Raymond James CEO on Defensive About Payout Grid Cut
Raymond James Financial Chief Executive Paul Reilly began and ended his earnings call Thursday morning with a defense of the compensation cut that the firm will impose in two months, a sign of the backlash he may be receiving from affected brokers.
The Florida-based company earlier this month said it will cut the percentage of revenue paid to the 3,000 brokers in its Raymond James Financial Services employee branch channel by an average of about 1% at the start of its fiscal first quarter in late September.
The change is being driven by higher costs, related in large part to the Department of Labor’s new conflict-of-interest rule, the company has said. On the earnings call, Reilly said the complexity of the DOL rule and the likelihood of modifications to it by the Trump administration make it “too hard” to analyze the rule’s revenue and bottom-line consequences.
“I think that advisors understood the need” for the payout change, he said at the start of the earnings call, noting he had just returned from the employee unit’s “development conference” attended by 2000 brokers and, “in Raymond James fashion, 600 [of their] kids.”
Raymond James has been on a recruiting campaign, promoting its broker-centric culture in contrast to the bureaucratic structures of larger bank-company owned firms. “Most firms make [grid] changes every year,” he told analysts on the conference call. “We don’t.”
But he conceded that the payout cut is a “major comp change” driven not only by rising regulatory, legal and compensation expenses but by back-office costs that are up almost one-third over the last four years.
The payout change affects only the employee channel, but Raymond James also has tweaked product payout formulas for its larger independent contractor channel to meet the DOL rule. It also is eliminating its Passport managed account platform that some advisors in both channels say limits their discounting capabilities for customers. (The firm is retaining its Ambassador wrap-fee platform.)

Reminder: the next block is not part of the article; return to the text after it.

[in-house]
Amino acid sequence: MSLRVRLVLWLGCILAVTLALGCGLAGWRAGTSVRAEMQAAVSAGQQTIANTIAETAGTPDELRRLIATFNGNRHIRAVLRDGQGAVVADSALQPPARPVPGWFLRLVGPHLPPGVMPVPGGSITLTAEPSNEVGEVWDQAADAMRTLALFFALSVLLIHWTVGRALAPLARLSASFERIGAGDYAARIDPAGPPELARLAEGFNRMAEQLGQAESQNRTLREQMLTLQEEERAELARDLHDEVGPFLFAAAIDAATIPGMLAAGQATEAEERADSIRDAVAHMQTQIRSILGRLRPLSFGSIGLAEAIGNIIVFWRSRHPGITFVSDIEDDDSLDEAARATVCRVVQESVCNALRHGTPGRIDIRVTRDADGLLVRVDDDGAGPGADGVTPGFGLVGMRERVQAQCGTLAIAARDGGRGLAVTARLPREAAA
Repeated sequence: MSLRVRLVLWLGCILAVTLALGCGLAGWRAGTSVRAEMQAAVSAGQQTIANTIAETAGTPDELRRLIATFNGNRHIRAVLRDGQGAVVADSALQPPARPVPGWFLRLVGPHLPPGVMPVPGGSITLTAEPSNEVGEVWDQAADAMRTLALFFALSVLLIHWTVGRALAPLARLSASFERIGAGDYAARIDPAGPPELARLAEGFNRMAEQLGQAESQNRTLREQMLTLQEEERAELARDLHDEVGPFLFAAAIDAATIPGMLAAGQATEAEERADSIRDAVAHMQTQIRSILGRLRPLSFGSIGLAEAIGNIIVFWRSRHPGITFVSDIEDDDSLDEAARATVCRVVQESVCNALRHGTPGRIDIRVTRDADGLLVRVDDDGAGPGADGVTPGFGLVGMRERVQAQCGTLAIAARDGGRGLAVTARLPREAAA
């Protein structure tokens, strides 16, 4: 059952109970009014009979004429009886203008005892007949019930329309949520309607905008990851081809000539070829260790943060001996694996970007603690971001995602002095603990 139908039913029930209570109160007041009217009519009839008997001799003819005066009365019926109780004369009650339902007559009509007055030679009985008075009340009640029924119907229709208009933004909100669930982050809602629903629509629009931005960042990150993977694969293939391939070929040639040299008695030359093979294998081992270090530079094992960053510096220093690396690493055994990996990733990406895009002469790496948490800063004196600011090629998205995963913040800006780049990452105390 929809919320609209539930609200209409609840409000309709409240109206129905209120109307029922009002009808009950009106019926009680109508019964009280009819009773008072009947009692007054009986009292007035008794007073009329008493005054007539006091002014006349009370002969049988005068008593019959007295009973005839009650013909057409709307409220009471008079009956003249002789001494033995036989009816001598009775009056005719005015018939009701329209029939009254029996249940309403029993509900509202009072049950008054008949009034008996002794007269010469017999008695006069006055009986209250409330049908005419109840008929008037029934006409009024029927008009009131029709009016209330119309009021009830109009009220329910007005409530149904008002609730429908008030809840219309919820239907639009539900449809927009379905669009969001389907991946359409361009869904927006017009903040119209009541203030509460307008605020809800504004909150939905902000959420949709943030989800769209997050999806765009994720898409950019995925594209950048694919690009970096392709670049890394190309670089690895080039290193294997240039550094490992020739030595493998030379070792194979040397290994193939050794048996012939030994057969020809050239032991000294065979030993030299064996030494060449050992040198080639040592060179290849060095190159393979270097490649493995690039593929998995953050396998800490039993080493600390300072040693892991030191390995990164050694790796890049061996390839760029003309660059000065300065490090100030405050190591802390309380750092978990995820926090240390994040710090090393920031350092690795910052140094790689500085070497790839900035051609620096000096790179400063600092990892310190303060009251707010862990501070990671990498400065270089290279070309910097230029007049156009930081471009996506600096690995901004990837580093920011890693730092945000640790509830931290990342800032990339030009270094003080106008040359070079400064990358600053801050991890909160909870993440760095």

Analysts throughout the call questioned why compensation expenses in the April-June quarter grew at a higher-than-targeted level and whether the grid change will affect Raymond James’ recently accelerated effort to recruit advisors.
Chief Financial Officer Jeffrey Julien said it will have an “impact going forward of some magnitude” on the company’s compensation ratios and bottom-line profitability, helping stockholders and brokers alike. “If we don’t perform, the bonus pools are affected,” he said.
Raymond James’ compensation and benefit expenses rose 19% in the third fiscal quarter from a year earlier to $1.08 billion, or 66.6% of its net revenue during the quarter. The increase was affected in part by deferred payments to brokers at the upper-high-net-worth investor Alex. Brown brokerage unit that Raymond James bought from Deutsche Bank last year, Julien said, as well as by the hiring of additional compliance and risk management staff.
The company trumpeted the 56% jump in year-over-year pretax profit in its private client group to a quarterly record of $128 million and the unit’s 25% revenue increase to a record $1.13 billion. Rising fee-based assets driven by market gains and new money, plus Federal Reserve interest-rate hikes, helped growth, the company said. The private client group contributed 46.5% of the company’s pretax income in the quarter and 69.4% of its net revenue.
Rising expenses, however, clipped the unit’s profit margin to 11.35% while the company as a whole registered pretax margin of 16.9% during the quarter. The profitability metric in the private client group, Raymond James’ biggest business, is below the 12% target it forecast earlier this year.
The private client group ended the third quarter on June 30 with 7,285 brokers, up by 63 during the quarter and by 451 over the previous 12 months. The independent channel added a net 68 brokers during the quarter, implying that Raymond James had net attrition in its employee channel. The company earlier this year adjusted its pay formula for some external recruiters.
The independent channel, where brokers get higher payouts and where the grid rate has not been cut, added 276 net brokers over the 12 months ending June 30.